In a different approach, the wealth of genetic data obtained by genome-wide association studies (GWAS) can be interrogated by probing disease-relevant cell types. Follow-up experiments and prioritisation of hundreds of potential disease targets based on GWAS data is a significant problem. This is further complicated by the fact that the majority of hits are found in regulatory elements of unknown significance and not in protein-coding regions37. It is, again, desirable that these targets be directly investigated in relevant human cells from affected patients under defined laboratory conditions. The versatility of the iPSC technology (Figure 3) can be further enhanced by the power of functional genomics (e.g., RNAi) and genome editing such as the CRISPR/Cas9 system, which allows precise site-specific genetic manipulations. The interrogation of iPSC-based micro-physiological systems (‘tissue-chips’) and three-dimensional model systems38 will bring exciting novel opportunities, too. Together, these cell and gene engineering technologies will transform modern day drug discovery and also shed new light on designing successful clinical trials.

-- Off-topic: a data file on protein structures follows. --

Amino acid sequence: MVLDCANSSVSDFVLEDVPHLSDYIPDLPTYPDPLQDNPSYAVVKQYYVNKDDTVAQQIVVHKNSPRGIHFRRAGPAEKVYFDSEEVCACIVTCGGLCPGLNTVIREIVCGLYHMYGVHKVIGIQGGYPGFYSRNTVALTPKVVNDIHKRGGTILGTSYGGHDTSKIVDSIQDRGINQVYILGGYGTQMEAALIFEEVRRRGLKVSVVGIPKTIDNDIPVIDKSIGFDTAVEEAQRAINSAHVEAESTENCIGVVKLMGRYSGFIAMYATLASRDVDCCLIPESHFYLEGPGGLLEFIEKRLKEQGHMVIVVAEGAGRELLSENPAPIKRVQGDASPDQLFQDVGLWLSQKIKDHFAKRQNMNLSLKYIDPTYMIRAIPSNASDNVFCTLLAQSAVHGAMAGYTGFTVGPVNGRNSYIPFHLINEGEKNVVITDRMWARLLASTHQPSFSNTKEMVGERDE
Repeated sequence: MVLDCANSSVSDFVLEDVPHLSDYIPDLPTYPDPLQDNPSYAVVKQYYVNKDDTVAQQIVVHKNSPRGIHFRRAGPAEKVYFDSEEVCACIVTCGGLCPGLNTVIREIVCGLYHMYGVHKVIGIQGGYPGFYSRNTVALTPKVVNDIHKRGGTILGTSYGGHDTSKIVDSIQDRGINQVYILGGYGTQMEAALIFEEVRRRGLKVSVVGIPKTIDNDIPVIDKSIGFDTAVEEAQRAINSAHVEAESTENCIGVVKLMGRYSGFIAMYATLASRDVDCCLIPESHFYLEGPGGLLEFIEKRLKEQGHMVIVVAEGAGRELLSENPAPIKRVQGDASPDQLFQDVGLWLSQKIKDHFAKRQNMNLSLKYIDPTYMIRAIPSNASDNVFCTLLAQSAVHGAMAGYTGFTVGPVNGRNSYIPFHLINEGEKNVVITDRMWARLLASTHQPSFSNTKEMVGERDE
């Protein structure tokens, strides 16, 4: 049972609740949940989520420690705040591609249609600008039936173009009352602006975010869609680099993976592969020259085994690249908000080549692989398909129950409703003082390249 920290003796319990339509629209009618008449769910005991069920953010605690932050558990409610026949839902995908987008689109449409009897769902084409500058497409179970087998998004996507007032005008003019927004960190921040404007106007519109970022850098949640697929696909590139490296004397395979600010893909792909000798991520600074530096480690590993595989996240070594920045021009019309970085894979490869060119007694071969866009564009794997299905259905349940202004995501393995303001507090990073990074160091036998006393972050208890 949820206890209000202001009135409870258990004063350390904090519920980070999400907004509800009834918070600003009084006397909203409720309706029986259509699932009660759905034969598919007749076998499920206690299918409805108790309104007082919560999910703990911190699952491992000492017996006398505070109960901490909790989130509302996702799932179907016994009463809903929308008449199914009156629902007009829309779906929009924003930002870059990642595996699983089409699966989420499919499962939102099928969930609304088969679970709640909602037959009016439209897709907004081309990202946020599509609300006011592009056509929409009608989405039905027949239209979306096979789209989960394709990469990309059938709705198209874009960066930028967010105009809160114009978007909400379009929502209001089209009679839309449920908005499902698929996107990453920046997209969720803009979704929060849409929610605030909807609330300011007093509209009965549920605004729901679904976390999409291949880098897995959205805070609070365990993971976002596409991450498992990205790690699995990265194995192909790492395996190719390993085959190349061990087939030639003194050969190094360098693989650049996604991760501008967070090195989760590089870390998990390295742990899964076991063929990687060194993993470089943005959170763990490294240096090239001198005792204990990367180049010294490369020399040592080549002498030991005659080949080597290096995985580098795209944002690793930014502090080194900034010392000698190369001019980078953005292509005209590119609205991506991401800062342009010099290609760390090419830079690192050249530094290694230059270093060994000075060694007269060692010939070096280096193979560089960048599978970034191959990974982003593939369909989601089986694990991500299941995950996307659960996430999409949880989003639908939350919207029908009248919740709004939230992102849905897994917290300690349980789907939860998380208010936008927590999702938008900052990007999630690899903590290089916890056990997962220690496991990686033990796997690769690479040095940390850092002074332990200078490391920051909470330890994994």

The discovery of iPSCs and the work of the past decade have moved this remarkable technology closer to drug screening and clinical applications. Improving the robustness of differentiation protocols and implementing SOPs for scale-up and standardised assays will firmly establish the iPSC technology across many different translational communities. Such an integrated precision medicine strategy that is genetics-based, cell type-specific and clinical data-informed will enable human diseases to be interrogated and treated following the principles of evidence-based medicine. Innovative new therapeutics based on truly novel disease mechanisms should eventually create a return on investment and significantly increase the efficiency of drug discovery for common and rare diseases.